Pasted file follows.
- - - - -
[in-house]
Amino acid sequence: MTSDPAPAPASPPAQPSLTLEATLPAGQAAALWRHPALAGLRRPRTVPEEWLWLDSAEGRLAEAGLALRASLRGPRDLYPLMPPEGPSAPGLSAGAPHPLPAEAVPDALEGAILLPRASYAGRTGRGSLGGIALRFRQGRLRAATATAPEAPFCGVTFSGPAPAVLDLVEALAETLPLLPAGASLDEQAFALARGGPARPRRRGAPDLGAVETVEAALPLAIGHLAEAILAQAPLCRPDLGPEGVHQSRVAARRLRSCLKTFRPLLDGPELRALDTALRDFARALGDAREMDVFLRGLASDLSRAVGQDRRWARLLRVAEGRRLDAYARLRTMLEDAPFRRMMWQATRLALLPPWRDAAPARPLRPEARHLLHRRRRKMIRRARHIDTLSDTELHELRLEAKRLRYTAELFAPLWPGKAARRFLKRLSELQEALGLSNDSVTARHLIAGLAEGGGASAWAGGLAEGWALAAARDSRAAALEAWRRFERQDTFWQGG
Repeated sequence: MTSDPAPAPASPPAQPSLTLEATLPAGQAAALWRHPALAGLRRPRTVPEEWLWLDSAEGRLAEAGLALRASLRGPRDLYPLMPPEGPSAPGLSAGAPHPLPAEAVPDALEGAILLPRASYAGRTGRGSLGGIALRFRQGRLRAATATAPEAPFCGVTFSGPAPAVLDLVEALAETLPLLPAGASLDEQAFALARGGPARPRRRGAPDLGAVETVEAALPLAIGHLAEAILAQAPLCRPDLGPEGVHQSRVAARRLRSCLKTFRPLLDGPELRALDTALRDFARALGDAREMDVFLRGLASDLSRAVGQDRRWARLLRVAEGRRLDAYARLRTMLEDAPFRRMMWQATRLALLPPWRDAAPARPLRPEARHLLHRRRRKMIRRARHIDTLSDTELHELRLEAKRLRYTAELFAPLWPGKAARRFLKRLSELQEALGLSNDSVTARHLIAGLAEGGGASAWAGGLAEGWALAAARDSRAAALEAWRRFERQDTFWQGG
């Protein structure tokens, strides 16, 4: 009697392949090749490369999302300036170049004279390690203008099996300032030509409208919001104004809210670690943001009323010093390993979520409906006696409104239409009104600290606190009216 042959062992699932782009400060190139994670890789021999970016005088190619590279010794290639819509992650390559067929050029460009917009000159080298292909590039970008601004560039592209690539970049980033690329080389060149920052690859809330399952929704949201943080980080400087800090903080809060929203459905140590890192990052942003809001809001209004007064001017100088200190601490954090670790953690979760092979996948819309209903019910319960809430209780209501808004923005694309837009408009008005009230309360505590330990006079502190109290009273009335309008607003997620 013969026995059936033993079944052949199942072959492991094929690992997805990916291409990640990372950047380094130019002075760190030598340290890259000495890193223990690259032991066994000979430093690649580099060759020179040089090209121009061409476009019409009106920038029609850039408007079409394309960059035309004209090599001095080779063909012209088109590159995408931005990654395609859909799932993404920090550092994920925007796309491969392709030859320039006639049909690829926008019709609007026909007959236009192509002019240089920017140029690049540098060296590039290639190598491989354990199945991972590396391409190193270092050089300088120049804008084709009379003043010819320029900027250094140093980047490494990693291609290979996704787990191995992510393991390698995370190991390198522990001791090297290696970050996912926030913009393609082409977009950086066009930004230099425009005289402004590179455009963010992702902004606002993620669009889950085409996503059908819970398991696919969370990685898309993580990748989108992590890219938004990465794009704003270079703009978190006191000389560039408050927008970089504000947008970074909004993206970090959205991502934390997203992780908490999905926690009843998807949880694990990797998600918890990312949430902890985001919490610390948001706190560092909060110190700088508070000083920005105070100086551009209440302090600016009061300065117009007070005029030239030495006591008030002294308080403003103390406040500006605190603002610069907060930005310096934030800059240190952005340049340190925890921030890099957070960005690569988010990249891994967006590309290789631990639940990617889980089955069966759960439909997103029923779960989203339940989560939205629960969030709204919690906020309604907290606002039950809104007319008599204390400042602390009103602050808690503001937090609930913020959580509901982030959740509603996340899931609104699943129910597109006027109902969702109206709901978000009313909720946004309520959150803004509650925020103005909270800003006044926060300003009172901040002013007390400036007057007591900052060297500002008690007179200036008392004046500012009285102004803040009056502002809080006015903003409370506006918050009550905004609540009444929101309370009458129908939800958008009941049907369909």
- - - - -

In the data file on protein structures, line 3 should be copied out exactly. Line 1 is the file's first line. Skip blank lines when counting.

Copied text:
Repeated sequence: MTSDPAPAPASPPAQPSLTLEATLPAGQAAALWRHPALAGLRRPRTVPEEWLWLDSAEGRLAEAGLALRASLRGPRDLYPLMPPEGPSAPGLSAGAPHPLPAEAVPDALEGAILLPRASYAGRTGRGSLGGIALRFRQGRLRAATATAPEAPFCGVTFSGPAPAVLDLVEALAETLPLLPAGASLDEQAFALARGGPARPRRRGAPDLGAVETVEAALPLAIGHLAEAILAQAPLCRPDLGPEGVHQSRVAARRLRSCLKTFRPLLDGPELRALDTALRDFARALGDAREMDVFLRGLASDLSRAVGQDRRWARLLRVAEGRRLDAYARLRTMLEDAPFRRMMWQATRLALLPPWRDAAPARPLRPEARHLLHRRRRKMIRRARHIDTLSDTELHELRLEAKRLRYTAELFAPLWPGKAARRFLKRLSELQEALGLSNDSVTARHLIAGLAEGGGASAWAGGLAEGWALAAARDSRAAALEAWRRFERQDTFWQGG